The American space agency NASA has the largest comet ever observed. This celestial body, named Bernardinelli-Bernstein, is currently still far from Earth, but is heading towards us. According to astronomer Theo Jurriëns from the University of Groningen (RUG), there is no reason to panic.
The comet, nearly 80 miles in diameter, was spotted years ago, but it took scientists a long time to study Bernardinelli-Bernstein more clearly. We don’t have to fear impact on the earth, as it turns out. “The comet will stay close to Saturn. And that won’t happen until 2031. Cosmically, Saturn is our backyard, but it’s not going to collide with Earth, so there’s absolutely no reason to s ‘worry,’ explains Jurriens.
According to the astronomer, a comet is a kind of remnant of the origin of our solar system. “Our planets are formed from a disk around the sun and part of it remains. A comet is jokingly called a dirty snowball because it is a mixture of gravel and ice. And they are extremely cold From time to time, fragments will pass by and they will orbit in our solar system. This material is about 4.5 billion years old, which says a lot about the history of our solar system. It’s very interesting for scientists.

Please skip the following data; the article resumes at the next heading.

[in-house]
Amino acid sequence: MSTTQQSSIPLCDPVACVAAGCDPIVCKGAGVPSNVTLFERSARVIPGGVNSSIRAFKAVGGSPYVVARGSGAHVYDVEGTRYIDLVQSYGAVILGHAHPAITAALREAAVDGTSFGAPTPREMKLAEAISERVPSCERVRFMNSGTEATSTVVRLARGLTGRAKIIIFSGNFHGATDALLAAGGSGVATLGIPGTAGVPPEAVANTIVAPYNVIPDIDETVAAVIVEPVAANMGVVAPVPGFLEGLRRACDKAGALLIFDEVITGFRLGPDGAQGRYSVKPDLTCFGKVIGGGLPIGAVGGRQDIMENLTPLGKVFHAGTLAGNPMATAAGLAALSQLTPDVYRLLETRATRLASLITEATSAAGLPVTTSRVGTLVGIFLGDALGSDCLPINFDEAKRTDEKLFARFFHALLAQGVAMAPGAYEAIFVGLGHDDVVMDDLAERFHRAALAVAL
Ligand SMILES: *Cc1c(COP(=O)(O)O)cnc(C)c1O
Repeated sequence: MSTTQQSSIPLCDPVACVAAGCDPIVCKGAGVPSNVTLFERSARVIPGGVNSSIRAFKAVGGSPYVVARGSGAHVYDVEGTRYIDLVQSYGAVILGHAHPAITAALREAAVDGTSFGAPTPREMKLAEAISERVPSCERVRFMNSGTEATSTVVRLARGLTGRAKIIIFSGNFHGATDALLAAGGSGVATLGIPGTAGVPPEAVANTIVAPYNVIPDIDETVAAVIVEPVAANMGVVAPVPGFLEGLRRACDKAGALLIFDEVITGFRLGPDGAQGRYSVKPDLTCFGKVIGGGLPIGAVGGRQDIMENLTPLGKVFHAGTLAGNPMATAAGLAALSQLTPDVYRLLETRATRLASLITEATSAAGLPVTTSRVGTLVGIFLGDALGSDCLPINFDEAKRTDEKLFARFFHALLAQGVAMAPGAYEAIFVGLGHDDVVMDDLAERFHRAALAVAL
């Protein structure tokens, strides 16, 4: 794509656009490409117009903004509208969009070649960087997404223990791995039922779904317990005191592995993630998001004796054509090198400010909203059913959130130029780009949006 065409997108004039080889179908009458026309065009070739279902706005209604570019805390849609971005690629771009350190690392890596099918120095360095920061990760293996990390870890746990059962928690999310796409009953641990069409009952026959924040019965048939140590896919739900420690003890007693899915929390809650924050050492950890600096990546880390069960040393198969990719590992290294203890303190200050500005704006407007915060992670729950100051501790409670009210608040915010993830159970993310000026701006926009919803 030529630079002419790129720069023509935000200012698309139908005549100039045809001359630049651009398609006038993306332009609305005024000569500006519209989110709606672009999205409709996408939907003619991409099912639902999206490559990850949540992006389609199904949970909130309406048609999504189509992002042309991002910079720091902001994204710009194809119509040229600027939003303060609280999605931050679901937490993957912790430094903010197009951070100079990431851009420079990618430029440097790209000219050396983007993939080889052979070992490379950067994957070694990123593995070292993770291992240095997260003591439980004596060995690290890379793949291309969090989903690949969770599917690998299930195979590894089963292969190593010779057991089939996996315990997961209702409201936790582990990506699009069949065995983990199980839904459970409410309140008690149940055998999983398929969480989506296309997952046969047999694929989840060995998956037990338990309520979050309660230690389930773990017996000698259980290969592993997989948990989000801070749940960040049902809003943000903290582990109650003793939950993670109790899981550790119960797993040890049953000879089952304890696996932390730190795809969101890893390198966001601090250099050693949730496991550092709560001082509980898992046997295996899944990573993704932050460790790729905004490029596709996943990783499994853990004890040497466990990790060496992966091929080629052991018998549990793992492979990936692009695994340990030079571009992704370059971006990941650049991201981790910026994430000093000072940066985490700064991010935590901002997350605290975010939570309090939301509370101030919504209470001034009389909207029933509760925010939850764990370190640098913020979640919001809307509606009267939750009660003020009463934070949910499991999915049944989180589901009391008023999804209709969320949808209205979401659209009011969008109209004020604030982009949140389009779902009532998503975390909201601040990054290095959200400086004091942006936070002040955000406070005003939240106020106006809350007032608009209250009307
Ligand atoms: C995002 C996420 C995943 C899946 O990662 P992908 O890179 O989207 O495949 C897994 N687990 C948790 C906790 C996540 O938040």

In our solar system, Jupiter particularly attracts comets. “It’s the largest planet and therefore has a lot of gravity. Sometimes you see a smaller comet impacting Jupiter,” Jurriëns knows. Yet our own planet cannot escape the impacts either. “The last time was probably in 1908, the famous crater in Siberia, luckily in an uninhabited area. It was probably some kind of peek with the earth.”
Although Bernardinelli-Bernstein – named after the two discoverers of the comet – will leave our planet alone, Jurriëns does not rule out the possibility that the earth will be hit by another celestial body in the future. “You never know, of course. But then we’re talking about small rocks in our solar system. If they’re big, the chance of them being discovered a little earlier is also greater. Small ones burn up in our atmosphere, we don’t really suffer there.
If ever a great comet rushes towards our planet, there are scenarios ready to avert disaster. “But we’re going to try this for the first time, because we’ve never done it before,” Jurriëns said. “You might be able to blow up a comet with rockets. Another idea is to take them in tow.”
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